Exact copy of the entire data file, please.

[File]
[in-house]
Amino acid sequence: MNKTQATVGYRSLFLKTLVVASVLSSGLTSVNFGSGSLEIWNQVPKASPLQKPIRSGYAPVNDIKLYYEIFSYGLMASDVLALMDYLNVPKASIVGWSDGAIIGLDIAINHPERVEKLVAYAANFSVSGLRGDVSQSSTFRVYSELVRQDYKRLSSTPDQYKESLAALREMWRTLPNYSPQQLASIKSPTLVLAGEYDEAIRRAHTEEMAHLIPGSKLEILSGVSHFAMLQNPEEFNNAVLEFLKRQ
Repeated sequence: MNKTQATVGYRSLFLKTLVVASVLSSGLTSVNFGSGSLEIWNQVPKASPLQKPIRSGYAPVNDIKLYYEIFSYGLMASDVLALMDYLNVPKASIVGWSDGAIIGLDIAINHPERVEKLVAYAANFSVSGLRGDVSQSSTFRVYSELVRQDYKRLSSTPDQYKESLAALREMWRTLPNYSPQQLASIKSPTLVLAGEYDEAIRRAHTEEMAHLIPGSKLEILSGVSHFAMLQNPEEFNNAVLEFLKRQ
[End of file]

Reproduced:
[in-house]
Amino acid sequence: MNKTQATVGYRSLFLKTLVVASVLSSGLTSVNFGSGSLEIWNQVPKASPLQKPIRSGYAPVNDIKLYYEIFSYGLMASDVLALMDYLNVPKASIVGWSDGAIIGLDIAINHPERVEKLVAYAANFSVSGLRGDVSQSSTFRVYSELVRQDYKRLSSTPDQYKESLAALREMWRTLPNYSPQQLASIKSPTLVLAGEYDEAIRRAHTEEMAHLIPGSKLEILSGVSHFAMLQNPEEFNNAVLEFLKRQ
Repeated sequence: MNKTQATVGYRSLFLKTLVVASVLSSGLTSVNFGSGSLEIWNQVPKASPLQKPIRSGYAPVNDIKLYYEIFSYGLMASDVLALMDYLNVPKASIVGWSDGAIIGLDIAINHPERVEKLVAYAANFSVSGLRGDVSQSSTFRVYSELVRQDYKRLSSTPDQYKESLAALREMWRTLPNYSPQQLASIKSPTLVLAGEYDEAIRRAHTEEMAHLIPGSKLEILSGVSHFAMLQNPEEFNNAVLEFLKRQ